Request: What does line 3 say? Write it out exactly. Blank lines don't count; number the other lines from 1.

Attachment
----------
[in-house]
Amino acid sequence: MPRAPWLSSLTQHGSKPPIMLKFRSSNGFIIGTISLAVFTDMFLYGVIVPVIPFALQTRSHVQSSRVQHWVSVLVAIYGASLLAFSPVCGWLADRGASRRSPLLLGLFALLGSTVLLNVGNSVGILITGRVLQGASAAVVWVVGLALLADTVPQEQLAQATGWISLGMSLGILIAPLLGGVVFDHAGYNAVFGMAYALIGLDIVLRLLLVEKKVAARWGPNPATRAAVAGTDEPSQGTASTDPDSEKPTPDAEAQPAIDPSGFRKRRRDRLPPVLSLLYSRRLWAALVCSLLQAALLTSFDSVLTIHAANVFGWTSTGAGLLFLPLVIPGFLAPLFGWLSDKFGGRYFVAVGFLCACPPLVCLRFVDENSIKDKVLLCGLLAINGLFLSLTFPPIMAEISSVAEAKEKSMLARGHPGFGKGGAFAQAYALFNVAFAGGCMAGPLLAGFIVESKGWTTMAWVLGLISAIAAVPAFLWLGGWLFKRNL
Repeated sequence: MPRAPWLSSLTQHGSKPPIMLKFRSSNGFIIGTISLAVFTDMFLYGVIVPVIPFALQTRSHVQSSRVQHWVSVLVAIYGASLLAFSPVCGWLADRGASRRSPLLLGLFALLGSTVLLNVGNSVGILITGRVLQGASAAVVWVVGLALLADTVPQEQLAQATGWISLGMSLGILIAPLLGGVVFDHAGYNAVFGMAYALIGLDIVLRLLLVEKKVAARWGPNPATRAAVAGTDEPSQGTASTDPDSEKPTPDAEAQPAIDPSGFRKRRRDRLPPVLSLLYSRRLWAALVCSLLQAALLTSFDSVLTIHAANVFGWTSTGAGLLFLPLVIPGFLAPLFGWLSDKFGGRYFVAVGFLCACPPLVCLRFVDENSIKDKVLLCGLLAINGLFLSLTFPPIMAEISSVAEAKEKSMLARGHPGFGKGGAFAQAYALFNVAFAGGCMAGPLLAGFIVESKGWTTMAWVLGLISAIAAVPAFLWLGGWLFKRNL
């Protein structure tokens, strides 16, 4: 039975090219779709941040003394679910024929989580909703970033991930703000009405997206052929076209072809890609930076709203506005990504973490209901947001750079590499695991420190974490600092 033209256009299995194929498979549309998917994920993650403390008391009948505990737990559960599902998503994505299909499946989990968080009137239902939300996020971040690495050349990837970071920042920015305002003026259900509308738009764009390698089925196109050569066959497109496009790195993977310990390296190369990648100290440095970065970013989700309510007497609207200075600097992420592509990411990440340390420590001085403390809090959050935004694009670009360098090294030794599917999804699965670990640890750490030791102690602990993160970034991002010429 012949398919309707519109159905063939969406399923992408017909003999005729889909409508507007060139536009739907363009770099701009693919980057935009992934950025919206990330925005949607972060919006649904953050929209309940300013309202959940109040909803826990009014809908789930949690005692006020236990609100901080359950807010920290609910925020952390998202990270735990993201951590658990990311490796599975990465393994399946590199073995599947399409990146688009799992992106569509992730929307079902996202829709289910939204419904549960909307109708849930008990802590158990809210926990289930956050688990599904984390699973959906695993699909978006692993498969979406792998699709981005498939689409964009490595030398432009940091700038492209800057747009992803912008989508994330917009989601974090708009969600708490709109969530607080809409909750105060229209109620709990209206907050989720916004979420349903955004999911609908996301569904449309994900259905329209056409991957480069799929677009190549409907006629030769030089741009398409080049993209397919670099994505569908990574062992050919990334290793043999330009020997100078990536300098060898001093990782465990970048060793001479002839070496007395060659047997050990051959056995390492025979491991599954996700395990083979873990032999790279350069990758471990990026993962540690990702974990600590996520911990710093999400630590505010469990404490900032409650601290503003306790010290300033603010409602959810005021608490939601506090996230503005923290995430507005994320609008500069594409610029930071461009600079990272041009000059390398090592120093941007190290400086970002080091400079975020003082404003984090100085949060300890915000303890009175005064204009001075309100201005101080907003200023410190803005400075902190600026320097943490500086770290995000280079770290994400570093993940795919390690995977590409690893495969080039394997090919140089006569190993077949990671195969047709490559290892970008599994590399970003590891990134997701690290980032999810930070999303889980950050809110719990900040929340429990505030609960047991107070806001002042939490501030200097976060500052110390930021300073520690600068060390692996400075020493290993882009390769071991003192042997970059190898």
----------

Repeated sequence: MPRAPWLSSLTQHGSKPPIMLKFRSSNGFIIGTISLAVFTDMFLYGVIVPVIPFALQTRSHVQSSRVQHWVSVLVAIYGASLLAFSPVCGWLADRGASRRSPLLLGLFALLGSTVLLNVGNSVGILITGRVLQGASAAVVWVVGLALLADTVPQEQLAQATGWISLGMSLGILIAPLLGGVVFDHAGYNAVFGMAYALIGLDIVLRLLLVEKKVAARWGPNPATRAAVAGTDEPSQGTASTDPDSEKPTPDAEAQPAIDPSGFRKRRRDRLPPVLSLLYSRRLWAALVCSLLQAALLTSFDSVLTIHAANVFGWTSTGAGLLFLPLVIPGFLAPLFGWLSDKFGGRYFVAVGFLCACPPLVCLRFVDENSIKDKVLLCGLLAINGLFLSLTFPPIMAEISSVAEAKEKSMLARGHPGFGKGGAFAQAYALFNVAFAGGCMAGPLLAGFIVESKGWTTMAWVLGLISAIAAVPAFLWLGGWLFKRNL